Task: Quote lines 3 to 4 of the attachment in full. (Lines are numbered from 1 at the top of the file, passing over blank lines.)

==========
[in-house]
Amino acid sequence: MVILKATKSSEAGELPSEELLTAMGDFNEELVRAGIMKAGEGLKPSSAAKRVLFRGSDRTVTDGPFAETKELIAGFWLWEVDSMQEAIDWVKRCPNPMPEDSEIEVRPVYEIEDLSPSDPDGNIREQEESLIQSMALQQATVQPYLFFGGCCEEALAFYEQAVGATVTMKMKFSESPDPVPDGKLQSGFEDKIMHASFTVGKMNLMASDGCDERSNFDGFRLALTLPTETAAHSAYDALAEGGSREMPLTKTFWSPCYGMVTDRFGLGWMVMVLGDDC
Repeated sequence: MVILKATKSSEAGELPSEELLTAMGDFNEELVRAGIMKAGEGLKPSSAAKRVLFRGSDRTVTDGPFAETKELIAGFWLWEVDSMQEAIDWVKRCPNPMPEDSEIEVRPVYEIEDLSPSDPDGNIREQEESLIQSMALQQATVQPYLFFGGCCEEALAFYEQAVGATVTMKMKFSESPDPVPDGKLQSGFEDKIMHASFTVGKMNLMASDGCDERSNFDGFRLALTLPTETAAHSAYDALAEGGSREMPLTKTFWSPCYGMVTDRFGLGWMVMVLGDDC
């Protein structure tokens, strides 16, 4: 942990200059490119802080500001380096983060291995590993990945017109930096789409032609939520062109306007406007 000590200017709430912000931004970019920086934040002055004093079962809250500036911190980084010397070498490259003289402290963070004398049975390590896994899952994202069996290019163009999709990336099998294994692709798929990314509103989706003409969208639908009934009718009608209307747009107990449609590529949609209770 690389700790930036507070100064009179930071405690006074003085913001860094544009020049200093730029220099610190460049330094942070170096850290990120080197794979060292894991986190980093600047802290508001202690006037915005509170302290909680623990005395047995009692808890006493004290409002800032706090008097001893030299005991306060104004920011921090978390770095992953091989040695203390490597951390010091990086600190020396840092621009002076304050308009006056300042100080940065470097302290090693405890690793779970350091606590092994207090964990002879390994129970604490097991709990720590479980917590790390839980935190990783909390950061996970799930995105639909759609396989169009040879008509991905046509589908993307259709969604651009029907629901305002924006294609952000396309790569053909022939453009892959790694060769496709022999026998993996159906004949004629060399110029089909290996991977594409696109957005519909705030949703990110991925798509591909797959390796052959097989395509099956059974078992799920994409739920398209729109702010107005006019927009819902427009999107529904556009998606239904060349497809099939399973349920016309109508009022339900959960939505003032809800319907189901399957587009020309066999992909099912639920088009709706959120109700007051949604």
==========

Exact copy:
Repeated sequence: MVILKATKSSEAGELPSEELLTAMGDFNEELVRAGIMKAGEGLKPSSAAKRVLFRGSDRTVTDGPFAETKELIAGFWLWEVDSMQEAIDWVKRCPNPMPEDSEIEVRPVYEIEDLSPSDPDGNIREQEESLIQSMALQQATVQPYLFFGGCCEEALAFYEQAVGATVTMKMKFSESPDPVPDGKLQSGFEDKIMHASFTVGKMNLMASDGCDERSNFDGFRLALTLPTETAAHSAYDALAEGGSREMPLTKTFWSPCYGMVTDRFGLGWMVMVLGDDC
């Protein structure tokens, strides 16, 4: 942990200059490119802080500001380096983060291995590993990945017109930096789409032609939520062109306007406007 000590200017709430912000931004970019920086934040002055004093079962809250500036911190980084010397070498490259003289402290963070004398049975390590896994899952994202069996290019163009999709990336099998294994692709798929990314509103989706003409969208639908009934009718009608209307747009107990449609590529949609209770 690389700790930036507070100064009179930071405690006074003085913001860094544009020049200093730029220099610190460049330094942070170096850290990120080197794979060292894991986190980093600047802290508001202690006037915005509170302290909680623990005395047995009692808890006493004290409002800032706090008097001893030299005991306060104004920011921090978390770095992953091989040695203390490597951390010091990086600190020396840092621009002076304050308009006056300042100080940065470097302290090693405890690793779970350091606590092994207090964990002879390994129970604490097991709990720590479980917590790390839980935190990783909390950061996970799930995105639909759609396989169009040879008509991905046509589908993307259709969604651009029907629901305002924006294609952000396309790569053909022939453009892959790694060769496709022999026998993996159906004949004629060399110029089909290996991977594409696109957005519909705030949703990110991925798509591909797959390796052959097989395509099956059974078992799920994409739920398209729109702010107005006019927009819902427009999107529904556009998606239904060349497809099939399973349920016309109508009022339900959960939505003032809800319907189901399957587009020309066999992909099912639920088009709706959120109700007051949604």